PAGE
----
A history of the world’s languages as a gnarly willow tree

A history of the world's languages as a gnarly willow tree

The world’s mother tongues have blended and intermingled since humans first stood upright and emerged out of the primeval forests. Here’s a really awesome family tree beautifully illustrated by Minna Sundberg. Minna is an immensely talented illustrator who has been creating a wonderful tales set in northern Europe for her online web comic Stand Still, Stay Silent. Over the past few years she has won a massive online following.

This Tolkeinesque family tree was created by Minna using data from ethnologue.com. Trees are a common metaphor for discussing the historical relationships between languages, this gorgeous fantasy-filed infographic compelled me to find out more about Minna’s art.

In the About section I found a prelude to the story which has made me want to read the whole thing…  

It’s been 90 years after the end of the old world. Most of the surviving population of the Known world live in Iceland, the largest safe area in existence, while the safe settlements in the other Nordic countries; Norway, Sweden, Denmark and Finland, are small and scarce.

Countless mysterious and unspoken dangers lurk outside the safe areas, the Silent world, and hunters, mages and cleansers will spend their lives defending the settlements against the terrifying beings. Because of a great fear towards everything in the Silent world no official attempts to explore the ruins of the old have been made, and most of the information about it has turned into ancient lore, known by few.

Stand Still, Stay Silent is a world filled with medieval heroes and heroines, mythical creatures like trolls , beasts and giants and breathtaking imagery in the land of the Vikings. Looking forward to exploring this online comic further. This chick has got some serious talent.

If you love the language poster, purchase it here

To aid your discovery here are some links to the various world infographics, arranged in the order in which they appear in the story:

Page 66: Map of the known world
Page 67: The different nationalities of the world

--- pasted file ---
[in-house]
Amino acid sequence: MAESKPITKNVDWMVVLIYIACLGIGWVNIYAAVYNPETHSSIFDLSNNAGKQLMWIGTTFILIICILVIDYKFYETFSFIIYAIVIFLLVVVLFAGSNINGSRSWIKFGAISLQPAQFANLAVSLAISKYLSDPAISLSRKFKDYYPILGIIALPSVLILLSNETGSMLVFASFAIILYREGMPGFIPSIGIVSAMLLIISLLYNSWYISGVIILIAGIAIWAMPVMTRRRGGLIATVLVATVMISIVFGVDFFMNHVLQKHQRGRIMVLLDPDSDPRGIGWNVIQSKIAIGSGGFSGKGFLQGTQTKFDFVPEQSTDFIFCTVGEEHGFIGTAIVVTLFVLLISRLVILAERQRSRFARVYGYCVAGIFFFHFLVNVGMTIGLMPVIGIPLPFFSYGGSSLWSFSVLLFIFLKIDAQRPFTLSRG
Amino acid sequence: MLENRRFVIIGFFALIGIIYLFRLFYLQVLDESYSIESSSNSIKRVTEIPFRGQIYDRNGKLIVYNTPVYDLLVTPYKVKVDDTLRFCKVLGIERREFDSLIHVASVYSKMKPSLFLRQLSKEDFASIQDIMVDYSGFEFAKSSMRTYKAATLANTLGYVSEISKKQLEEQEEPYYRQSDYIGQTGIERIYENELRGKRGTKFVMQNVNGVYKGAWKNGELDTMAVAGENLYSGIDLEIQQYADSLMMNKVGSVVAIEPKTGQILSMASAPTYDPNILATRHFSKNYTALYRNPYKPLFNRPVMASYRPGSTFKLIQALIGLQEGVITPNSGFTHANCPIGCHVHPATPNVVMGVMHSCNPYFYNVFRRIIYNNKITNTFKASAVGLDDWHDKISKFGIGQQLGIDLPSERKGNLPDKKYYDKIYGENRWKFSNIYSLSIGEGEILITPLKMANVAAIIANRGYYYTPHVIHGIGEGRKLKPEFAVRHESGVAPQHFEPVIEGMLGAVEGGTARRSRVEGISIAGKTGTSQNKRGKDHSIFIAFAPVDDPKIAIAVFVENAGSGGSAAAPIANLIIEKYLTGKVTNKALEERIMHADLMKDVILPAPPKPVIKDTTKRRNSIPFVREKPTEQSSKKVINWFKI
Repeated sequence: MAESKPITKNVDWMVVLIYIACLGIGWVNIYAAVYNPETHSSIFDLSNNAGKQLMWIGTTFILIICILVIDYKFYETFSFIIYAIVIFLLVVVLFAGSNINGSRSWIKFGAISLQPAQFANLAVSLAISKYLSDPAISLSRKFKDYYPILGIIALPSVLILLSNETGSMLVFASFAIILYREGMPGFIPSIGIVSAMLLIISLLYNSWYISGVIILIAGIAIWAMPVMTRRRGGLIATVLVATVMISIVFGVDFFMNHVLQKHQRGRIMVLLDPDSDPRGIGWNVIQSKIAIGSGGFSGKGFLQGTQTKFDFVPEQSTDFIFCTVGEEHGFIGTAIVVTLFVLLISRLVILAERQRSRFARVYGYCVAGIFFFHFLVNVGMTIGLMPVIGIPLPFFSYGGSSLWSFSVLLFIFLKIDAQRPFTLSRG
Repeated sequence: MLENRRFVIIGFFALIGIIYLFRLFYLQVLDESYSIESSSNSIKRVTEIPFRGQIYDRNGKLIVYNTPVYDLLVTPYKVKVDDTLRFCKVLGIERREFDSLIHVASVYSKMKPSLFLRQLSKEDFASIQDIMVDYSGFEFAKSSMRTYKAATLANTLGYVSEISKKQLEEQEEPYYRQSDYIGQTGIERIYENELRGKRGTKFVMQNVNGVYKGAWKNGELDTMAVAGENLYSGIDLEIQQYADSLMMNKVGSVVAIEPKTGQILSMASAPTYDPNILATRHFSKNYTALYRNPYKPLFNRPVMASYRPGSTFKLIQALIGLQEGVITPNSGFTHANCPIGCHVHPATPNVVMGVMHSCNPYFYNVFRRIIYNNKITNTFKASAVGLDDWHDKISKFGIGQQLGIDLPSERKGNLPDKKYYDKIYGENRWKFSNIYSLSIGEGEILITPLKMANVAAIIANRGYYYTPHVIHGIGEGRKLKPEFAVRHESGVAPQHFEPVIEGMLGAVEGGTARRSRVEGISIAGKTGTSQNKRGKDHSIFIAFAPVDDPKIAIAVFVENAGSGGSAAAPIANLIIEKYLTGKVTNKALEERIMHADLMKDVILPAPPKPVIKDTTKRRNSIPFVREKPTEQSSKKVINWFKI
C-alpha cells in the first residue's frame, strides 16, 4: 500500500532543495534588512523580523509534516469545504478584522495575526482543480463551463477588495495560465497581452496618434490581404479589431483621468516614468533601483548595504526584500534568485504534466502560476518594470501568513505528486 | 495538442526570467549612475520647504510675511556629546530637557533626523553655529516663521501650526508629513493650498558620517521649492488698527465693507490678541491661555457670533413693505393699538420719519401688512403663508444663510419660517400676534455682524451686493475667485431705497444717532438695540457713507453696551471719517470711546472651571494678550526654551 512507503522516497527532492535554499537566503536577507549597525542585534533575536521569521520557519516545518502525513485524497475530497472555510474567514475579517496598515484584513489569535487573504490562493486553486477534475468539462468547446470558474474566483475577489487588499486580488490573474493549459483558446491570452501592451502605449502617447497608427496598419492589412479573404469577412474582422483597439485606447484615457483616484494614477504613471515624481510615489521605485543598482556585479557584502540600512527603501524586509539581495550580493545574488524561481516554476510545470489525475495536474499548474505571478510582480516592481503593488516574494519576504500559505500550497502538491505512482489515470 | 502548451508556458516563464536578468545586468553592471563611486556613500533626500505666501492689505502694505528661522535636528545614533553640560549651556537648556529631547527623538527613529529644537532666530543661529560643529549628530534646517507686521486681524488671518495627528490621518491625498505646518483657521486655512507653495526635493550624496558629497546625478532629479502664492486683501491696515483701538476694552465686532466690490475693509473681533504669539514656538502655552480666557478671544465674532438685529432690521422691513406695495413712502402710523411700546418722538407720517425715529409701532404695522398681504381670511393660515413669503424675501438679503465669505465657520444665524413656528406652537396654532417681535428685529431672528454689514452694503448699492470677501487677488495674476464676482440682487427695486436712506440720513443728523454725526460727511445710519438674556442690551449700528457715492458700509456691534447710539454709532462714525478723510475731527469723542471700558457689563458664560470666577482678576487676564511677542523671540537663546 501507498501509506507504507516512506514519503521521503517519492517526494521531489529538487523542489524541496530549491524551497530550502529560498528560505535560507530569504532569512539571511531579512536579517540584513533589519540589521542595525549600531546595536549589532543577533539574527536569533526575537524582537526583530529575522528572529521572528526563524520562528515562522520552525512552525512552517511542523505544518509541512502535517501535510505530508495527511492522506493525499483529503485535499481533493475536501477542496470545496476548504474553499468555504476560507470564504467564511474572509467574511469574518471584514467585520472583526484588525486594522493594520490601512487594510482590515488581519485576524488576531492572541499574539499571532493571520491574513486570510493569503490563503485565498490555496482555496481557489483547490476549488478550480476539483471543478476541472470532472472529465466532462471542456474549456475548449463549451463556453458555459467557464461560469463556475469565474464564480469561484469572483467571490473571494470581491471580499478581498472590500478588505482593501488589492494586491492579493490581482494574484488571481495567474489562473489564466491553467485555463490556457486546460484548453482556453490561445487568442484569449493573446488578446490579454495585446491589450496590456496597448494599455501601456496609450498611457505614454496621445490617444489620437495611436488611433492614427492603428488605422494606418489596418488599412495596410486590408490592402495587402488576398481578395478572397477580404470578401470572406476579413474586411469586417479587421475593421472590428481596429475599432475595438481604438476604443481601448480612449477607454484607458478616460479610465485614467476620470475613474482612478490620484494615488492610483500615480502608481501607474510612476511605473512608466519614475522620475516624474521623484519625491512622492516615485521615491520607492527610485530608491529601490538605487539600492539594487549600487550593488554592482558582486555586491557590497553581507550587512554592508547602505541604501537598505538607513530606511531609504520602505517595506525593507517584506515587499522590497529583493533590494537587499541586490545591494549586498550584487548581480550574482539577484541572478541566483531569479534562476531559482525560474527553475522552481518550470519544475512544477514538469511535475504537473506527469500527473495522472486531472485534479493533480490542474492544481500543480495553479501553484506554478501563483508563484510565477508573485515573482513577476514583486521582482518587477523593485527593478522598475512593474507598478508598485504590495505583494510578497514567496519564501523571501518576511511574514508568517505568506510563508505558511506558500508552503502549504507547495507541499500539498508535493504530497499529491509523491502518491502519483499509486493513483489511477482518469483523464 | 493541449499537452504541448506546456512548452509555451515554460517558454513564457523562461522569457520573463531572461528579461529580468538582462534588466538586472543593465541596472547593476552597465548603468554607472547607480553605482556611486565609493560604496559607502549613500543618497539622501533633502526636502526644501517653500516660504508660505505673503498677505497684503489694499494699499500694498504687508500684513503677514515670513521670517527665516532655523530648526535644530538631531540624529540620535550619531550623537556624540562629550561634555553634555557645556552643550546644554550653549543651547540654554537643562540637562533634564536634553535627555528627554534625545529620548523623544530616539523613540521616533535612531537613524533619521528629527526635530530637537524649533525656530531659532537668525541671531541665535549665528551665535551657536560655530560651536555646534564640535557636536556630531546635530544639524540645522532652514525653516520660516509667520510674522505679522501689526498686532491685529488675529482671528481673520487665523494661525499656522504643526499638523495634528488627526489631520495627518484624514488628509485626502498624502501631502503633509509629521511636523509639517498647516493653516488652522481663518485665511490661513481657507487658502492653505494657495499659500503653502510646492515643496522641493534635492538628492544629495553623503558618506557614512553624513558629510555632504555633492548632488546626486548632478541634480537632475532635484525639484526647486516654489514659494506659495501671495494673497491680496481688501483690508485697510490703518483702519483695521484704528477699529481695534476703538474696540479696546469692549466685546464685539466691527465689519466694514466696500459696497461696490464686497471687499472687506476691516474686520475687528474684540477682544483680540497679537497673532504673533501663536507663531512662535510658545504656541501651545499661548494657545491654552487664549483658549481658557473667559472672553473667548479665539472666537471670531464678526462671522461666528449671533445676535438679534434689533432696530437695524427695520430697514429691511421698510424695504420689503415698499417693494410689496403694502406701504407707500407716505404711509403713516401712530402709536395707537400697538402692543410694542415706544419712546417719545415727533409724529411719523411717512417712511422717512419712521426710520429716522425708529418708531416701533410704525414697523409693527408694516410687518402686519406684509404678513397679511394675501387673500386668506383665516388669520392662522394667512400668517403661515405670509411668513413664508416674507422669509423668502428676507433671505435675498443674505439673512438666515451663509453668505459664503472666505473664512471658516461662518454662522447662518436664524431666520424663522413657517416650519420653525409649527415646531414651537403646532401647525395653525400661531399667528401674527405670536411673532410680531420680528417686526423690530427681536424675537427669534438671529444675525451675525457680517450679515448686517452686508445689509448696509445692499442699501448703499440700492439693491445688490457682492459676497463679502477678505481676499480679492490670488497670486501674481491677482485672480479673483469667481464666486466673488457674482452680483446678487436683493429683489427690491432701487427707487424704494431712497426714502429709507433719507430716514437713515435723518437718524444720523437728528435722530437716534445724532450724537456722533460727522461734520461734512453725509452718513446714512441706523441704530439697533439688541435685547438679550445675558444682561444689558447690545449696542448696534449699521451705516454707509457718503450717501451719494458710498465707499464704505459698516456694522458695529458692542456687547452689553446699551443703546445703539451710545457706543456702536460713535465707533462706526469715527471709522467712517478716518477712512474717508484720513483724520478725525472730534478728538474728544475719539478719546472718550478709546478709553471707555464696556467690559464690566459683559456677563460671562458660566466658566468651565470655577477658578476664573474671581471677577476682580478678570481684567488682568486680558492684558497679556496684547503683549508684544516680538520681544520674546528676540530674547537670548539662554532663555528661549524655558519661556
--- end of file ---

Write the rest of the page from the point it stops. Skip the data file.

Page 68: The first rule
Page 86: Map of the Keuruu-Pori waterway
Page 87: Icelandic and Finnish mages
Page 102: The blessed felines 1/2
Page 103: The blessed felines 2/2
Page 118: The Cleansers 1/2
Page 119: The Cleansers 2/2
Page 156: The Dalahästen train
Page 178: Beasts, Trolls and Giants
Page 195: The Nordic Languages
Page 196: Old World language trees
Page 274: Vættur – Vätte – Maahinen
Page 275: Illness documentation 1
Page 300: The Dagrenning Program

A history of the world's languages as a gnarly willow tree

Published by Content Catnip

Content Catnip is a quirky internet wunderkammer written by an Intergalactic Space Māori named Content Catnip. Join me as I meander through the quirky and curious aspects of history, indigenous spirituality, the natural world, animals, art, storytelling, books, philosophy, travel, Māori culture and loads more.

10 thoughts on “A history of the world’s languages as a gnarly willow tree

    1. Is it? that’s cool, maybe I might learn it if it would unlock other languages for me. I have tried to learn Polish because my partner is Polish but that was very hard and I only got so far, perhaps Norwegian would be easier? I learn on the Duolingo App. I am glad you enjoyed this post Ørjan 🙂


      1. With a bit of irony, it is👍not so many trolls left, but our biggest national park is named after the giants in Norse beliefs, the Jotunheim (home of the jotne) and the description of being reserved but forthcoming av ready to party is spot on 😬I would rather learn Polish if I was you, Norwegian is not very applicable to other than the 5 million Norwegians (although if you know Norwegian, you will understand Swedish and Danish as well). Great read👍

        Liked by 1 person

      2. Yes I suppose it’s not that relevant to me Norwegian unless I move to Norway hehe. I am fascinated by your country and would love to visit some day. All Norwegian people I have met on WordPress (including yourself) and also in real life have been cool! I have stopped with learning Polish for now as the impetus to stay sharp on it is gone while we cannot travel, but plan on returning to Polish when we need to go there again. Are you learning any other languages? Take care

        Liked by 1 person

      3. Likewise with the Kiwis Ive met👍Norway is quite cool, and a short hop from Poland with a good selection of flights. And there is plenty to see in a few days and a rental car. Check out my Norwegian Hyperloop route. I am using Duolingo as you do, to learn Spanish, but as you say, I need to travel to have the incentive to learn more. I have an ok handle on German and Dutch, and as a Norwegian, both Danish and Swedish is undestandable. Have a great weekend, and take care.

        Liked by 1 person

  1. I had a conversation about Game of Thrones with someone in Poland in Polish and this was a major thrill of my life to speak in another language with a person. Im sure it was boring for them and like having a conversation with a four year old in Polish but anyway hahaha

    Liked by 1 person

  2. I love love the infographics portrayed here via the posters. There’s something about them that ultimately makes you dive deeper .. The BEASTS, TROLLS, GIANTS graphic is fantastic. Of course, nice insight on Norwegian culture here. I’m always shocked to find that I learn something else while coming to your site haha. Nice work.

    Liked by 1 person

    1. I’m so very happy you got enjoyment out of this my friend 🤗😽 yes Nordic cultures are absolutely fascinating, really every culture has something cool and quirky to offer. Keep up the great work with your provocative music blog 👏 take care

      Liked by 1 person

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